Even though they're dead, zombies -- in amazingly rotting prosthetics and makeup -- celebrate Mr. Zombie's birthday in David Leclercq's perfectly gory short film. Conflict and hilarity arise when Mr. Zombie can't seem to blow out his one candle (well, finger). Apparently, breathing doesn't come easy when you don't have lungs. Guns, knives, dead animals -- all are used in hopes of extinguishing the flame but to no avail. But even after Mr. Zombie finally figures that one out, his birthday present provides another puzzle.
3. Penny Dreadful
Normally, sociopathic children give me the heebie-jeebies, but in this kidnapping-gone-wrong short, Shane Atkinson makes psychopathy terrifyingly humorous. An ex-janitor, in an effort to support his knocked-up girlfriend, agrees to take on a life of crime and unsurprisingly makes a mess of things when he nabs the wrong girl.
2. A First Date
Director Alex Weinress drew inspiration from his day job of making eHarmony commercials for this short about a romantically down-on-her luck woman in her thirties, Marie, whose online dating subscription is almost about to expire and goes on one more first date. All signs point to this being yet another failure: he balks at how many dates she's been on; the awkwardness meter is off the charts; and he admits his Internet crapped out before he could see her photo. Will the 313th time prove to be the charm? Or will love not begin here?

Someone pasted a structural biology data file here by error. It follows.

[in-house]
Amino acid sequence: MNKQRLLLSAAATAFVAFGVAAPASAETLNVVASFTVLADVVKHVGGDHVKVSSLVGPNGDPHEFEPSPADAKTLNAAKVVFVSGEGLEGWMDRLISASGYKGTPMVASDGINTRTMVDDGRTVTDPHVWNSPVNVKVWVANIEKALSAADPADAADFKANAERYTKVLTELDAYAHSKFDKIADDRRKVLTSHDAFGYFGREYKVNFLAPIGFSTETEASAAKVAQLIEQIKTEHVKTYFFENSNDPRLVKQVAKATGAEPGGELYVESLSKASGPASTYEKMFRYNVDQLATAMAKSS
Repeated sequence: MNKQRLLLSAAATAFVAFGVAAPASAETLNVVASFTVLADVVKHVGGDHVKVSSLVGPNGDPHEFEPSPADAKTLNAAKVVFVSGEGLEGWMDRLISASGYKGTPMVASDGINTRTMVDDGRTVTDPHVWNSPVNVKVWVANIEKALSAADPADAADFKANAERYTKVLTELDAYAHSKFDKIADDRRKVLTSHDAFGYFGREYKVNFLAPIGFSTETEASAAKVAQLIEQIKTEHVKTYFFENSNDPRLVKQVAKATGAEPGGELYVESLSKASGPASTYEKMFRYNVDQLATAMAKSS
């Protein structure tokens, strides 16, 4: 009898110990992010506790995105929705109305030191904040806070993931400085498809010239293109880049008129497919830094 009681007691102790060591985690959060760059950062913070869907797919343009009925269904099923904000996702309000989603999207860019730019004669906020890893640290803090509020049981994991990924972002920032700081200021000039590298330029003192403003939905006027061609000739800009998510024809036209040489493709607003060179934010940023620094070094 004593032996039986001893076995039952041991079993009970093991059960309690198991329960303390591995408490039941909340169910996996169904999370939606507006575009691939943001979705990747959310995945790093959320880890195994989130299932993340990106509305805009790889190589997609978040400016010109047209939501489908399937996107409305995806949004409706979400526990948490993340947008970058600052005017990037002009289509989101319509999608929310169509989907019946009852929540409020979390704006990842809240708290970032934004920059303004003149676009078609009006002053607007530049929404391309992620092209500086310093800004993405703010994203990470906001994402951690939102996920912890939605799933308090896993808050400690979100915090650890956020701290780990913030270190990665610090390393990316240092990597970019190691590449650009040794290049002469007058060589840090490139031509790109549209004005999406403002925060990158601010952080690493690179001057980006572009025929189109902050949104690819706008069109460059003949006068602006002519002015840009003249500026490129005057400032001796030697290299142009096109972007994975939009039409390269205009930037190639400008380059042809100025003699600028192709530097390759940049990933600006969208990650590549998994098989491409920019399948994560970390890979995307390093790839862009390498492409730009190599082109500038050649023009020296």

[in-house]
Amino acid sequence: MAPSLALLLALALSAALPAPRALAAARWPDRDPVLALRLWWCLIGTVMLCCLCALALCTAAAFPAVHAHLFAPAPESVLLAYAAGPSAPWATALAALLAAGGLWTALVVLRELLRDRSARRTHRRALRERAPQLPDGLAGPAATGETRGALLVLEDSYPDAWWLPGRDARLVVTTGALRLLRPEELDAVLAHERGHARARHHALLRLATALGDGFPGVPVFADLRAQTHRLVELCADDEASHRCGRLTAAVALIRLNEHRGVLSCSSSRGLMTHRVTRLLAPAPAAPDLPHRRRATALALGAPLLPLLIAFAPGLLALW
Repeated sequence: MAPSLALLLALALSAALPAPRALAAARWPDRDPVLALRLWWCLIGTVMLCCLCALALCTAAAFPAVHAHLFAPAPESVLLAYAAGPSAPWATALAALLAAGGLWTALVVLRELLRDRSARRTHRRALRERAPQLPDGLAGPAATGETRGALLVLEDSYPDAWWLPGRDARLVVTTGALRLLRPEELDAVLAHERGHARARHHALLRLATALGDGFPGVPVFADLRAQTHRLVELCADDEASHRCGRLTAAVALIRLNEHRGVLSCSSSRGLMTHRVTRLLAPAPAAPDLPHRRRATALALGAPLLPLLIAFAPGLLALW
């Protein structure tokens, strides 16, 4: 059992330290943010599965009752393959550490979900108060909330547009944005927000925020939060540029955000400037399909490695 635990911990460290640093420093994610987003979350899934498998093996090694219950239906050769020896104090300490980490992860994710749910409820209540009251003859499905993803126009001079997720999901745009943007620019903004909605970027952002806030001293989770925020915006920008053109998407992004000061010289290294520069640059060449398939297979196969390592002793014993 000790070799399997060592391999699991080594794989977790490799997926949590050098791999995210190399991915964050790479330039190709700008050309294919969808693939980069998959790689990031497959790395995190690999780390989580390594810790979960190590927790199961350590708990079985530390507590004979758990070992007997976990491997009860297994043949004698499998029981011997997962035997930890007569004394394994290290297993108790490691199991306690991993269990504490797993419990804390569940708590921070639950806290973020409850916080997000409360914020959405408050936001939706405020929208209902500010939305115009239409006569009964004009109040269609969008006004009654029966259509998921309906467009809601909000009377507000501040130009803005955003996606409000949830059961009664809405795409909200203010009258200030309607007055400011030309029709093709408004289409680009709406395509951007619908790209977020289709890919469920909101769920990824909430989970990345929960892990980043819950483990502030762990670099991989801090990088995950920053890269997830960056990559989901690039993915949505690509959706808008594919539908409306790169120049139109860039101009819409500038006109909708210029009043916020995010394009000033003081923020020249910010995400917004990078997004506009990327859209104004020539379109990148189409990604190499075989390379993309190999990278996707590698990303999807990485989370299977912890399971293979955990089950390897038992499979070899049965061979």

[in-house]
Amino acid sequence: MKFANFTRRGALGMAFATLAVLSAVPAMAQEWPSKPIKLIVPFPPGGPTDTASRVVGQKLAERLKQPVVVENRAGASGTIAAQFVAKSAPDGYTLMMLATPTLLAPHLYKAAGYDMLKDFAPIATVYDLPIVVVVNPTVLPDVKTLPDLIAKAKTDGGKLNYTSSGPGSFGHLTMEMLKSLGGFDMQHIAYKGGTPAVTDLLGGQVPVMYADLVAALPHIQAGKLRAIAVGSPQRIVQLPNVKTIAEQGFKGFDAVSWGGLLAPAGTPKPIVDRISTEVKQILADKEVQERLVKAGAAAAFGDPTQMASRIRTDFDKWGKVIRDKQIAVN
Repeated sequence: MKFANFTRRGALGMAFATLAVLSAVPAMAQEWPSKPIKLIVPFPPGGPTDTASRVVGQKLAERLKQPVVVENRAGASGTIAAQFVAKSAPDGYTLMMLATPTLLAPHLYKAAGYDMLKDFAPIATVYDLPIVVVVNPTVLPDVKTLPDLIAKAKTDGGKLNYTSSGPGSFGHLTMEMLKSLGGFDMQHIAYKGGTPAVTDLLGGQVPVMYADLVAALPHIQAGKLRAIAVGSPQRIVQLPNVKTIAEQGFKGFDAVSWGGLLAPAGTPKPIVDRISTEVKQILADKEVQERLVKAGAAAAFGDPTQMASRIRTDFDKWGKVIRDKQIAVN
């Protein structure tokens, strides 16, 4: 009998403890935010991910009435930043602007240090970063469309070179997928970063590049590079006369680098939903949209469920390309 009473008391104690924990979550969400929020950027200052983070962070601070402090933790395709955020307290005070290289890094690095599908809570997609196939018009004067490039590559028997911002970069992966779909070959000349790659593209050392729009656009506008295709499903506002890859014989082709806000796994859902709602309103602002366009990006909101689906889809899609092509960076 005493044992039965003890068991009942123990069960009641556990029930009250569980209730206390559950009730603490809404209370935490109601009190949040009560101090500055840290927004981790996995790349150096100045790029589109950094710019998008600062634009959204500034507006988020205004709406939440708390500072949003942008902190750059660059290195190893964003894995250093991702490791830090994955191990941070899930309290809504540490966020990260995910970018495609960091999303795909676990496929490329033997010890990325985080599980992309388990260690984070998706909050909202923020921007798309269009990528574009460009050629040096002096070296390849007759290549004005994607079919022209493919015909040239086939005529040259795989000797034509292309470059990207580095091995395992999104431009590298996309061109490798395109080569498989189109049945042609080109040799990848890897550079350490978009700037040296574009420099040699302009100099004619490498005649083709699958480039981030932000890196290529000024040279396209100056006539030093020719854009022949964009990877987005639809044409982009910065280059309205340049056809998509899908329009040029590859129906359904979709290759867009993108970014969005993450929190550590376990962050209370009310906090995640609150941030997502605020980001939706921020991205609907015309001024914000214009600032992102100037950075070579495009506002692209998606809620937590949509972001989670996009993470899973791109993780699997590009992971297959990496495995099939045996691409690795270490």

1. Timmy Muldoon and the Search for the Shadoweyes Bandit
With a charm reminiscent of Super 8 (except replace sci-fi with noir) comes Tony Yacenda's Timmy Muldoon and the Search for the Shadoweyes Bandit. As young cop Timmy seeks revenge for the death of his partner, slain by the elusive Shadoweyes Bandit, the caliber of the film transitions from the low-budget quality homemade movies to top-level cinematic magnificence (including appearances by Cuba Gooding Jr. and Jon Berthal).
A few more notes on the festival: Yacenda also won the film festival's first Breakthrough Award, presented by sponsor Break Media, meaning that he will be directing one of their upcoming videos or branded media. In addition, he and co-writer/co-founder, Dan Perrault, of Woodhead Entertainment (named after football player Danny Woodhead) are also hoping to shoot the first Woodhead Entertainment feature. Thankfully, it won't be the long version of their mock-trailer short, Average Party, which promotes a fake movie about a very underwhelming party.
And taking home the L.A. Comedy Shorts "Commie" Award were more widely recognized comedic writing duo, Keegan-Michael Key and Jordan Peele. We caught up with Peele to see what advice he had for aspiring comedic writers. Citing Steve Martin as his biggest comedic influence, Peele says, "[success] certainly didn't happen overnight. And I think one of the secrets for Key and I, because of that improv training, we're open to the collaborative process. And there is two of us. So that's easier than having to rely the whole weight on one person. Making our show is a dialogue instead of a dictatorship." And upon receiving the award with Key, he told the audience, "Keep on stopping while you are ahead," in reference to not dragging out a joke until it's no longer funny -- which is genuinely good advice that many comedy shorts writers should take to heart.